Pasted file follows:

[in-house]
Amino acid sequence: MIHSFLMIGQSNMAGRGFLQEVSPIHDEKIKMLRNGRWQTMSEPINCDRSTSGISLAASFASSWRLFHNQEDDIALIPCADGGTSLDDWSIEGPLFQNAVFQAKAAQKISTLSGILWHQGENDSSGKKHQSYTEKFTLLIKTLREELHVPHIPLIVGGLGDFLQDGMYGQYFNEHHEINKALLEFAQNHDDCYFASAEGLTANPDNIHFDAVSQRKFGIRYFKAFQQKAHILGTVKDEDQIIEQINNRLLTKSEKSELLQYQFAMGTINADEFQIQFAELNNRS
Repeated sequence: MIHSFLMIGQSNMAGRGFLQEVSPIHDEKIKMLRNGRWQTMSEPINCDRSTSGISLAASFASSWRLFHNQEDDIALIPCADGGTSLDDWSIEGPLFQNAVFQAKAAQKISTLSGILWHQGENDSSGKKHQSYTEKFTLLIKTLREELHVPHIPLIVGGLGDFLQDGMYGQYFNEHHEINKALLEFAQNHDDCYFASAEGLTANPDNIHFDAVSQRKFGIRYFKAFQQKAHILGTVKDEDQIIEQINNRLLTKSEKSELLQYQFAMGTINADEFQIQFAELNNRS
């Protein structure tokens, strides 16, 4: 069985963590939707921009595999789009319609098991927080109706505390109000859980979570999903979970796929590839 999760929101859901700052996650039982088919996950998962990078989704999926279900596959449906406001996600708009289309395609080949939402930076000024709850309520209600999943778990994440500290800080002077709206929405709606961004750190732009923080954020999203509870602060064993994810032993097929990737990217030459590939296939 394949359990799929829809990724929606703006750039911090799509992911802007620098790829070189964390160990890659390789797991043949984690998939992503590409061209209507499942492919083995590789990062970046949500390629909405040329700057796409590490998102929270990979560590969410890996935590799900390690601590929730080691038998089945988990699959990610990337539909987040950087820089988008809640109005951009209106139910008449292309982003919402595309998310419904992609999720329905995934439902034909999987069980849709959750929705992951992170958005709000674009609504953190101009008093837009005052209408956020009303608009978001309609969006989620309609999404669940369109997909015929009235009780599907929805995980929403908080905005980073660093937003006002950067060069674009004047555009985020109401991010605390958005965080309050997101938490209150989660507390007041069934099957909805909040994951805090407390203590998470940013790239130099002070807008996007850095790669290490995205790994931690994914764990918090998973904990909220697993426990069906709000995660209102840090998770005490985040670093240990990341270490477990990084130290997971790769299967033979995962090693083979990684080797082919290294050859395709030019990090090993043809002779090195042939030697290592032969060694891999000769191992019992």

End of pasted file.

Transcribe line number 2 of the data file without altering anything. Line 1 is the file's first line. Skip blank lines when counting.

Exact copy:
Amino acid sequence: MIHSFLMIGQSNMAGRGFLQEVSPIHDEKIKMLRNGRWQTMSEPINCDRSTSGISLAASFASSWRLFHNQEDDIALIPCADGGTSLDDWSIEGPLFQNAVFQAKAAQKISTLSGILWHQGENDSSGKKHQSYTEKFTLLIKTLREELHVPHIPLIVGGLGDFLQDGMYGQYFNEHHEINKALLEFAQNHDDCYFASAEGLTANPDNIHFDAVSQRKFGIRYFKAFQQKAHILGTVKDEDQIIEQINNRLLTKSEKSELLQYQFAMGTINADEFQIQFAELNNRS